Something unusual is going on in Brussels: there is a serious discussion about hard security and defense issues. It is not a huge debate, and it is nowhere near where it should be; but there is no doubt that this December’s EU defense summit has mobilized at least some brainpower in a city that, under normal circumstances, wouldn’t go near this inconvenient subject.
If foreign policy is the stepchild of EU integration, then security and defense is the stepchild’s stepchild. Despite some commendable efforts by a few think tanks and a handful of individuals, the defense debate in the EU’s capital has never really taken off—a true indication that real decisionmaking powers in this field reside elsewhere.
But now, in the run-up to the December meeting, the Brussels crowd has woken up. Even those most averse to the topic have realized that coming out of this highly significant summit empty-handed would be a major embarrassment, if not an outright disaster. Operations in Libya and Mali have made it painfully clear how limited the EU’s military capabilities are, even in small-scale scenarios in Europe’s immediate neighborhood.
Against this backdrop, a typical Brussels mindset has emerged in which people have high hopes and dampened expectations at the same time. Nobody expects much, but everyone knows that something substantial must emerge from the EU leaders’ deliberations.
So what would constitute success at the upcoming defense summit?
“We need one real capability initiative to come out of this, with real money attached to it, otherwise no one will be convinced it was a success,” says Sven Biscop, the tireless security and defense chief at Belgium’s Egmont think tank. “And please, don’t put the EU battle groups on the agenda again. They are the perfect excuse for not doing anything.”
Many observers believe that without a spending commitment of some sort, the EU will once again demonstrate its reckless laziness on defense matters. But most experts admit that such an agreement is a long shot. The level of ambition in the member states is pretty low across the board, perhaps with some exceptions in Central Europe and Scandinavia, where policymakers have realized that the old NATO security guarantee has lost some of its strategic value in recent years.
Many eyes are turned toward Britain, where the resistance to any kind of meaningful defense debate within the despised EU is most intense. London opposes a review of the decade-old European Security Strategy, is firmly against an independent EU military headquarters, and is determined to prevent permanent structured cooperation, an instrument allowing willing EU members to go further on defense than others.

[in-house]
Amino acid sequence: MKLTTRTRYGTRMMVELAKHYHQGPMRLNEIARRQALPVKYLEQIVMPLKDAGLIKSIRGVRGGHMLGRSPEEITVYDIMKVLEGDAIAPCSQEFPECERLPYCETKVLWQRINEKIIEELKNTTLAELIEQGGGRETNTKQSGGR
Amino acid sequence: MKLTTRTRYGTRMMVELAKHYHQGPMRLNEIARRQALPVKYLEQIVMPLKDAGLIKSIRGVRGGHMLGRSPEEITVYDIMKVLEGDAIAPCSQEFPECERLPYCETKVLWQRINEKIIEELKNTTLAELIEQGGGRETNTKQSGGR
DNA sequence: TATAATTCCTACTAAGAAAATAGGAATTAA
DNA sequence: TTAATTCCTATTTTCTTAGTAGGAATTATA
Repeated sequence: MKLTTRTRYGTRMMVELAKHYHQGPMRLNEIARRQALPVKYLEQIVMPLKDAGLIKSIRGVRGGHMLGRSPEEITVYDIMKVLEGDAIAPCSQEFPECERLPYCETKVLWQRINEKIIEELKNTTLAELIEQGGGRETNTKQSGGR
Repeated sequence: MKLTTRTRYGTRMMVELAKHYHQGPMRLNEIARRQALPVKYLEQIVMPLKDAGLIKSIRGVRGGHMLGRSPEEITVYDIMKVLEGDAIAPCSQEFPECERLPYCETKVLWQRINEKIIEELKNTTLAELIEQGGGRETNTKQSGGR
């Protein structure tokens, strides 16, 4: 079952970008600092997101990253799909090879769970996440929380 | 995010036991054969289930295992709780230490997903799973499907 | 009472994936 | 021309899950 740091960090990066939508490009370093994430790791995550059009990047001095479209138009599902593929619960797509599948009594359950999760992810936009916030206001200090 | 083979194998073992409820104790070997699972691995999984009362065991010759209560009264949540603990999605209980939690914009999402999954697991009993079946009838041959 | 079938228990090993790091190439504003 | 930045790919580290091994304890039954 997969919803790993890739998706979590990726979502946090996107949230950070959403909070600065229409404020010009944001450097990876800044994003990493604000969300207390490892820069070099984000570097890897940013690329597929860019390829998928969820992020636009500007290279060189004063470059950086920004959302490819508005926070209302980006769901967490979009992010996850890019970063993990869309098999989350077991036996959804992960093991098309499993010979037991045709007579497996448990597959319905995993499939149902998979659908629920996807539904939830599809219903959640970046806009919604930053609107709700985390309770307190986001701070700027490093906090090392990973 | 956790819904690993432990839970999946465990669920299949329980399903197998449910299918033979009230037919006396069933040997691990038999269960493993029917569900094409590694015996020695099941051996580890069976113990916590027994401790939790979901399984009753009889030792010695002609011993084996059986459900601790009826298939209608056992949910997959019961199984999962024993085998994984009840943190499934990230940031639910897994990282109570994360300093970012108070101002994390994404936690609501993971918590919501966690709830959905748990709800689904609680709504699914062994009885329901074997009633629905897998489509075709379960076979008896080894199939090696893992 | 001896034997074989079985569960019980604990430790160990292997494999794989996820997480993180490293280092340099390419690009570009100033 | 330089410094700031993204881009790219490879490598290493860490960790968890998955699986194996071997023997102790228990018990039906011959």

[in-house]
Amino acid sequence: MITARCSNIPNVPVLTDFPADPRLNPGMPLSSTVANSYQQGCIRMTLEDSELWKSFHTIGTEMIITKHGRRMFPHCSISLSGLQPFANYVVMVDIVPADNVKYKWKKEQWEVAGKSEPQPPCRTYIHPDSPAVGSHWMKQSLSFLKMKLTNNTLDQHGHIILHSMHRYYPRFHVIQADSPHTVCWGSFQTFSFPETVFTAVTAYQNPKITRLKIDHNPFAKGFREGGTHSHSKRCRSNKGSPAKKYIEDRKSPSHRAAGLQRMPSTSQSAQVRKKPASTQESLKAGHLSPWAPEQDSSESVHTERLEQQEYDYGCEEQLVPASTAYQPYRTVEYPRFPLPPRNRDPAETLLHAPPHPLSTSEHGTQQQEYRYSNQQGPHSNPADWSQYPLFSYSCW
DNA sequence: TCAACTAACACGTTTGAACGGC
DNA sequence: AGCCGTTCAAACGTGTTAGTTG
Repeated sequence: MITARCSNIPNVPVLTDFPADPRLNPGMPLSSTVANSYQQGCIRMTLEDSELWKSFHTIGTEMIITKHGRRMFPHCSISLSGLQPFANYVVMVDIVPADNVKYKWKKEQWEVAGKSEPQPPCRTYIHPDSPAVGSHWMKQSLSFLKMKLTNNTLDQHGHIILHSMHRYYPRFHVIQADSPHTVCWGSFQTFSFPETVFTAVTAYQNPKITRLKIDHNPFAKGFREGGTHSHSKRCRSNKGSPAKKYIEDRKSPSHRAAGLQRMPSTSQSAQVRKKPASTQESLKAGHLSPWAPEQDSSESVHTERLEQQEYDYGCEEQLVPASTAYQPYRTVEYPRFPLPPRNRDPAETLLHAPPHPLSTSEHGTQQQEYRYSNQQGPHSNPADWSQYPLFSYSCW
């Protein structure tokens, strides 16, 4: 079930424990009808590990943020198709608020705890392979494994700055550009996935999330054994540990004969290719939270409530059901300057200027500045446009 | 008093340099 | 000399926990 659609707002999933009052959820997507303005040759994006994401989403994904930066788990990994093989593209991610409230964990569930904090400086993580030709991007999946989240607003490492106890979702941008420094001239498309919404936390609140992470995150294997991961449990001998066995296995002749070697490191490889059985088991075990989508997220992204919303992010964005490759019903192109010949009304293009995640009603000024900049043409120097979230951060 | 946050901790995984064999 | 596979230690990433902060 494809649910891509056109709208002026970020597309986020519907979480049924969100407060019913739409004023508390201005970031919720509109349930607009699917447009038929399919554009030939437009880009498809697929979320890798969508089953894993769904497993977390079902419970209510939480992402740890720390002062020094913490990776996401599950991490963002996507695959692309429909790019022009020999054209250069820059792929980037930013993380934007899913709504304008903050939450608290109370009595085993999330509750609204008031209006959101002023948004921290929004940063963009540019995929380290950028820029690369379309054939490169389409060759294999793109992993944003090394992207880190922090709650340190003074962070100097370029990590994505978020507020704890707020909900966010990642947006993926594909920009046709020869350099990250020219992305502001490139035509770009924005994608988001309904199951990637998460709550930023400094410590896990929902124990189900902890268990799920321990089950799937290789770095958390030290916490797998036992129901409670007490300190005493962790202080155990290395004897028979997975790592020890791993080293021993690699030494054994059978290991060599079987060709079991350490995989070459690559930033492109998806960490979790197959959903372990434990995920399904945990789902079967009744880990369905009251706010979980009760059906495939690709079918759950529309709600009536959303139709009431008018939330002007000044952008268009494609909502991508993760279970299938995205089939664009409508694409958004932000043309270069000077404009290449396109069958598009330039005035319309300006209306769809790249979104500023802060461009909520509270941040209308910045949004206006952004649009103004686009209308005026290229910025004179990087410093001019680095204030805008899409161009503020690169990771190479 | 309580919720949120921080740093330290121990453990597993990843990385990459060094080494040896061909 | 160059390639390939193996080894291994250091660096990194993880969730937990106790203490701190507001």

This latter construct is an option provided for in the EU treaty, but European leaders have yet to seriously consider using it. Many observers see it as a complicated but feasible way to make some headway on a divisive issue.
For Daniel Keohane, head of strategic affairs at FRIDE, a Spanish think tank with an office in Brussels, success could mean something else altogether. “They really need to make defense a regular topic at the EU summits every year,” he says, pointing to the fact that the heads of state and government have carefully avoided putting the subject on the agenda at their gatherings for many years.
Regular defense summits could also be an opportunity to reactivate EU defense ministers, who have effectively been sidelined within EU decisionmaking. One way or another, it is clear that only regular attention at the highest level can reinsert some oomph into a stalled European debate.
But perhaps the secret to success lies yet elsewhere. As Nick Witney and Olivier de France have shown in a recent paper for the European Council on Foreign Relations think tank, defense white papers across Europe basically come to the same conclusions. They all name terrorism, failed states, cybersecurity, piracy, tensions in the neighborhood, scarce resources, and WMD proliferation as the current or forthcoming challenges to European security.
Yet despite agreement on the general trends, Europeans neither feel particularly threatened nor see eye to eye on the real, operationally meaningful threats.
That needs to change.
And so, even though it is probably too optimistic a demand, for me the summit would be a success if it took a real stab at streamlining the EU’s scattered resources on risk analysis, intelligence assessment, and situational awareness. From operations centers to strategic foresight, all capacities should be aligned and much better coordinated at EU level.
True, even under the best of circumstances, common EU defense capabilities could not match the more sophisticated intelligence machineries of some member states. But improved coordination could offer the EU the chance to create, for the first time, the key ingredient that must be the starting point for any meaningful cooperation on security and defense: a shared worldview.
And in typical Brussels fashion, this feels both too ambitious and not too much to ask at the same time.